Beginning in 1990, following the initial collapse of the Soviet Union, more than one million Russians immigrated to Israel within 10 years. To put this in perspective, Israel’s population at the start of this wave (in 1990) was about 5 million people, so this was an enormous aliyah. Why did this happen and how did it change Israeli society?
How the Russian aliyah happened
The exodus began with Natan Sharansky’s arrival in Israel in 1986. Sharansky was born in Ukraine (then part of the Soviet Union). The Jewish community there was facing oppression under the Soviet regime.
The Jewish community’s “religious life was squashed by the [Soviet] authorities,” Israeli author Matti Friedman explained on the Tikvah podcast.
“They were not allowed to express their Judaism. They were not allowed to express Zionism, which was virulently opposed by the Soviet regime and condemned as a form of racism, and they were not allowed to leave for Israel,” Friedman said.
But Soviet Jews faced immense difficulty in emigrating from Russia to countries that respected their basic human rights. Even just applying to leave the country had seriously harsh consequences.
If they applied, Russian Jews almost surely lost their jobs, were blacklisted, and even faced imprisonment, which meant that hundreds of thousands of Jews were stuck in Russia against their will.
These Jews came to be known as the “refuseniks,” and their plight became the focal point of the free Soviet Jewry Movement. Sharansky became the icon of the refusenik campaign and the one person who came to personify Soviet Jewry’s struggle. Watch our video to learn more about the refuseniks and the movement to free Soviet Jewry.
In 1973, Sharansky applied for an exit visa to Israel, but was denied. Following this denial, Sharansky became an activist and advocate for Soviet Jewish emigration, which in 1978 resulted in his arrest by the Soviets for trumped up charges of treason and spying for the US.
Sharansky was sentenced to 13 years in a forced labor camp in Siberia. This galvanized the American Jewish community to push for the freedom of Soviet Jewry. Sharansky was freed in 1986 and moved to Israel where he was welcomed as a hero.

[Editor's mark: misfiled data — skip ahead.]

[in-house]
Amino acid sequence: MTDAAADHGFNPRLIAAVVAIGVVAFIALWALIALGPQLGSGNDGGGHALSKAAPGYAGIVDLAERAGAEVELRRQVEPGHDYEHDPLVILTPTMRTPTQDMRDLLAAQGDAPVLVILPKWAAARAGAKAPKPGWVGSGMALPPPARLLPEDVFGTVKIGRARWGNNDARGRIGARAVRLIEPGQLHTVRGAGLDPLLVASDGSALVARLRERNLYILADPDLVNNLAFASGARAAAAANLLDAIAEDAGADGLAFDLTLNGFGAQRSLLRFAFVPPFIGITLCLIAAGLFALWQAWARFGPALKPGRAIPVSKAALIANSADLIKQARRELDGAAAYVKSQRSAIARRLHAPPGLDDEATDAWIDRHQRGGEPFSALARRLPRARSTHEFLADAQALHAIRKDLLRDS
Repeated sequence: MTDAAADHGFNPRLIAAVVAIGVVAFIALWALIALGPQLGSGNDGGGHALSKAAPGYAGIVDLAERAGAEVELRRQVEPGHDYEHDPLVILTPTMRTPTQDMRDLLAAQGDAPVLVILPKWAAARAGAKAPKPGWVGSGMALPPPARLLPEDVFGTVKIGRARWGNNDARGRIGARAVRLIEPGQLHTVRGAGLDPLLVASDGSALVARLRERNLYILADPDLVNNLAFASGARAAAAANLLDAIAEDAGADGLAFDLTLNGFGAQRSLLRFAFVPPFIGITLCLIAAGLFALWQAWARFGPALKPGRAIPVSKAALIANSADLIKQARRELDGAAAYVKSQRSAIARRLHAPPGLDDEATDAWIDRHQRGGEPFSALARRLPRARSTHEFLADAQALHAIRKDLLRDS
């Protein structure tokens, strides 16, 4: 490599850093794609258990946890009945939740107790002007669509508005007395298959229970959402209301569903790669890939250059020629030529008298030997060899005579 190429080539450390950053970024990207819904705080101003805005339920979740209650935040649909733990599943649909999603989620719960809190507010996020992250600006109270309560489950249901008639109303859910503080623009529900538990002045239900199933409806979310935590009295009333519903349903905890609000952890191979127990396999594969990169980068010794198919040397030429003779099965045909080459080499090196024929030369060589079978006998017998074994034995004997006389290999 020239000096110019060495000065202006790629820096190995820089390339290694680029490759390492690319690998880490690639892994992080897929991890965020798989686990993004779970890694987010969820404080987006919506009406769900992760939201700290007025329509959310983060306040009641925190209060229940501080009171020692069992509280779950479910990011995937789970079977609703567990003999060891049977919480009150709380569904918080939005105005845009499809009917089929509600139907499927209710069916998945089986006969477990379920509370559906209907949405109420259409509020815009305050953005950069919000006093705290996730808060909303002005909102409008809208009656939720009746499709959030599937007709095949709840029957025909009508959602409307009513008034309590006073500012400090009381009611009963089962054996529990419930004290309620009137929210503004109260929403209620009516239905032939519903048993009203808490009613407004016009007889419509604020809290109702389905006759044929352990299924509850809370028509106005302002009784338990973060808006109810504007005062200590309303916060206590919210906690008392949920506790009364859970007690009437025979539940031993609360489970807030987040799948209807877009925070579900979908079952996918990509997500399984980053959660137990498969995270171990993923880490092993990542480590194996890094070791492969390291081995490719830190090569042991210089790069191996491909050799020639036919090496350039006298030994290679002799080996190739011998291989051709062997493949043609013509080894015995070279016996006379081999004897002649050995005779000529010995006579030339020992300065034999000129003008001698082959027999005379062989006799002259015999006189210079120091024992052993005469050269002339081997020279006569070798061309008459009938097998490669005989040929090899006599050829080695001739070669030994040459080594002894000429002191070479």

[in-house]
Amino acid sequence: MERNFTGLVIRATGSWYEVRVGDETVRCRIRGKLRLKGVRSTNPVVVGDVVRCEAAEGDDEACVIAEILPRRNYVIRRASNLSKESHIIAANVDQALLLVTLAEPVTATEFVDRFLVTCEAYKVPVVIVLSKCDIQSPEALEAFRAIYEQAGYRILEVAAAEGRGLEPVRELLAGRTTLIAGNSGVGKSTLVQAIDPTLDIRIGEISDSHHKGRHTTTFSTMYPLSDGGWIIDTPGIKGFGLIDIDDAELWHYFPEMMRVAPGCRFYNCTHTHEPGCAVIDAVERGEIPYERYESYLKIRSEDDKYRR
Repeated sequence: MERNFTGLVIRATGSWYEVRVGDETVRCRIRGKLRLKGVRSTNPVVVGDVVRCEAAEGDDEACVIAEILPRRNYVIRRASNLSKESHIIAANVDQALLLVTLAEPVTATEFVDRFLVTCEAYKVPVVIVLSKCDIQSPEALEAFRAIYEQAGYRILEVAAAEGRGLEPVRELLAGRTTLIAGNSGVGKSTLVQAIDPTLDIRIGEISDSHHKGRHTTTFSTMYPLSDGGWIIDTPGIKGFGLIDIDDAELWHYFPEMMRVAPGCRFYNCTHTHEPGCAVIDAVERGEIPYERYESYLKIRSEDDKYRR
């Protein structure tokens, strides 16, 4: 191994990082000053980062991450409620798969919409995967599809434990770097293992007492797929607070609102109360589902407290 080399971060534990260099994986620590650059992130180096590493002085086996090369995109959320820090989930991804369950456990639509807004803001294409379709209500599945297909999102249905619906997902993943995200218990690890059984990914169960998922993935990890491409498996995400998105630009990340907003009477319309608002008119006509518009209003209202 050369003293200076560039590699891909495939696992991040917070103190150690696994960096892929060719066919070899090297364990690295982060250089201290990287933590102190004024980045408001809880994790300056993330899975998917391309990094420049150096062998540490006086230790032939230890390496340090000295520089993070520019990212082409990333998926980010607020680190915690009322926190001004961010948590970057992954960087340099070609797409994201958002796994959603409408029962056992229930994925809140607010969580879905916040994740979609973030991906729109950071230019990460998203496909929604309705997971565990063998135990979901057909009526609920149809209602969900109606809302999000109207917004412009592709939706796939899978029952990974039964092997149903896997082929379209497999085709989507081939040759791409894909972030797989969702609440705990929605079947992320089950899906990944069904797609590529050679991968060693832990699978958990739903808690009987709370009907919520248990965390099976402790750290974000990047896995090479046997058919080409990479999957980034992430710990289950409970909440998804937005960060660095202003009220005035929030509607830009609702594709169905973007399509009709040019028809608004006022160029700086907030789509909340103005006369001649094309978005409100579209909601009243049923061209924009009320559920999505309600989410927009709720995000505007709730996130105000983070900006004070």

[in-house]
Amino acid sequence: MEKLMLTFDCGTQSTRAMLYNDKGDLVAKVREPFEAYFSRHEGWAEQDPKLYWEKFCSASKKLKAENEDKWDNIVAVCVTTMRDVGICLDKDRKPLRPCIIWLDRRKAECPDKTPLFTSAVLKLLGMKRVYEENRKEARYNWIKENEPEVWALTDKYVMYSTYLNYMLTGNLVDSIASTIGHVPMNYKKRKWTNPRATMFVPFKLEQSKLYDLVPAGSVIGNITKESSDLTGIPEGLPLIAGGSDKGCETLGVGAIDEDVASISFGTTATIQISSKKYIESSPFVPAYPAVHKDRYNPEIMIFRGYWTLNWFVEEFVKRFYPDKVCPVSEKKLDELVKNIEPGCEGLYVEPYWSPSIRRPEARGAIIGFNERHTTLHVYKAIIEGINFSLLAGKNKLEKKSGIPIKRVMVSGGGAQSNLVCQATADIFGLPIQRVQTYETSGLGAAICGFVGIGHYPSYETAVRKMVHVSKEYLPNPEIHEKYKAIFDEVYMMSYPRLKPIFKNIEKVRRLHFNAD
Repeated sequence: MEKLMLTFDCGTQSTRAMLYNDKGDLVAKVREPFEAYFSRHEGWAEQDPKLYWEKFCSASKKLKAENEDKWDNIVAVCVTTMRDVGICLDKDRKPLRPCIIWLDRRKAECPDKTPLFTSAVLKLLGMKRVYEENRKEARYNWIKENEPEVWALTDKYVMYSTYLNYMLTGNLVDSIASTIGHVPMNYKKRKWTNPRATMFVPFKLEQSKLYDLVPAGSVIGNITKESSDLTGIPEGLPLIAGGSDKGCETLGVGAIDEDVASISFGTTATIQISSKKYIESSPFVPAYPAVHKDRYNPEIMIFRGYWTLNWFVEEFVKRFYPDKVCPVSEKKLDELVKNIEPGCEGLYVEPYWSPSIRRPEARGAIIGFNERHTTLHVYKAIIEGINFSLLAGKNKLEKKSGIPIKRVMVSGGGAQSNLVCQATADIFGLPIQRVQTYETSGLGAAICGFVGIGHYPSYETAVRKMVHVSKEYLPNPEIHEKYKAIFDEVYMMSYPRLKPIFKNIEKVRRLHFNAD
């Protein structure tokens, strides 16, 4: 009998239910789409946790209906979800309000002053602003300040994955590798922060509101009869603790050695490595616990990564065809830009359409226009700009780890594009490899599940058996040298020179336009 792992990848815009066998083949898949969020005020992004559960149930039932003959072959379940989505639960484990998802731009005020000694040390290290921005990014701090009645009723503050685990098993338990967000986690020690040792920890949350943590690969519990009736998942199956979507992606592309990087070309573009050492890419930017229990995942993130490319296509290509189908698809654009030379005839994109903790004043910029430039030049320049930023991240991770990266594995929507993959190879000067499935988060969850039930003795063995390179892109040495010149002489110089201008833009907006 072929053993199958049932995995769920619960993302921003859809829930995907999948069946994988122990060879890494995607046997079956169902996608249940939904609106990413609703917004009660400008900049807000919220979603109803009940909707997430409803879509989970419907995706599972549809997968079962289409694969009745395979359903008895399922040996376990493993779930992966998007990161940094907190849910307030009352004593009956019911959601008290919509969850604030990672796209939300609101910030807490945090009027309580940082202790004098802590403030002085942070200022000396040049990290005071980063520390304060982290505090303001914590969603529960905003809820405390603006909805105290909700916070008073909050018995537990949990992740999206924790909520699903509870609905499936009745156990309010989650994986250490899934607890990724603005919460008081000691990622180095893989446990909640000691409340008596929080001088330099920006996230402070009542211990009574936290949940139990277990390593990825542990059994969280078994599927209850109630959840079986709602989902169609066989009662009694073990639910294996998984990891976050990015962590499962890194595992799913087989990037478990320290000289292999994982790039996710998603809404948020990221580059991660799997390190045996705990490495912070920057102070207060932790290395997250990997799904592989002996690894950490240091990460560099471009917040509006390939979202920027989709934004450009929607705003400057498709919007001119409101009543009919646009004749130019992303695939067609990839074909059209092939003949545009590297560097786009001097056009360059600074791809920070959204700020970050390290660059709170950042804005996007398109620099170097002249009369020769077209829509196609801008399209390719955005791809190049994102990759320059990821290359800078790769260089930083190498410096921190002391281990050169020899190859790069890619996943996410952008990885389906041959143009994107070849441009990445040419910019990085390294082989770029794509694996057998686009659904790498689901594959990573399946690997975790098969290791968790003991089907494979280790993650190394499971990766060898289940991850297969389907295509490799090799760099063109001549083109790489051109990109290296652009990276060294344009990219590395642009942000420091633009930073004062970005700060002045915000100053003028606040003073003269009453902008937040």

While Sharansky was free, three million Jews were still left behind the Iron Curtain facing oppression. In 1989, as the Soviet Union began to collapse, Soviet leader Mikhail Gorbachev approved measures that allowed Jews to leave the country. In the next decade, more than one million Russians immigrated to Israel.
Israel: Mosaic or Melting Pot?
When the Iron Curtain fell in 1989, then-Minister of Finance Shimon Peres (who would later become Prime Minister) did not think hundreds of thousands would emigrate, saying, “We’ll get 10 to 15 thousand, but why should they leave?”
And his counterpart on the right, then-Prime Minister Yitzhak Shamir, was also skeptical that Russian Jewry would immigrate to Israel, stating: “They report that most Jews in Moscow are studying English, not Hebrew. They want to go to America.” Both, however, insisted that Israel would be able to mobilize as a country to absorb a potential mass migration.
Israel had done this before. In the late 1940s, Israel absorbed thousands of Holocaust survivors, and then brought in another 850,000 immigrants who had been expelled from North African and Middle Eastern countries.
But there was a big distinction. These Jews from across the globe were asked to fit into former Israeli Prime Minister David Ben Gurion’s vision of an Israeli “melting pot,” in which Jews from across the world would blend into one distinct “new Jew,” the Israeli Jews.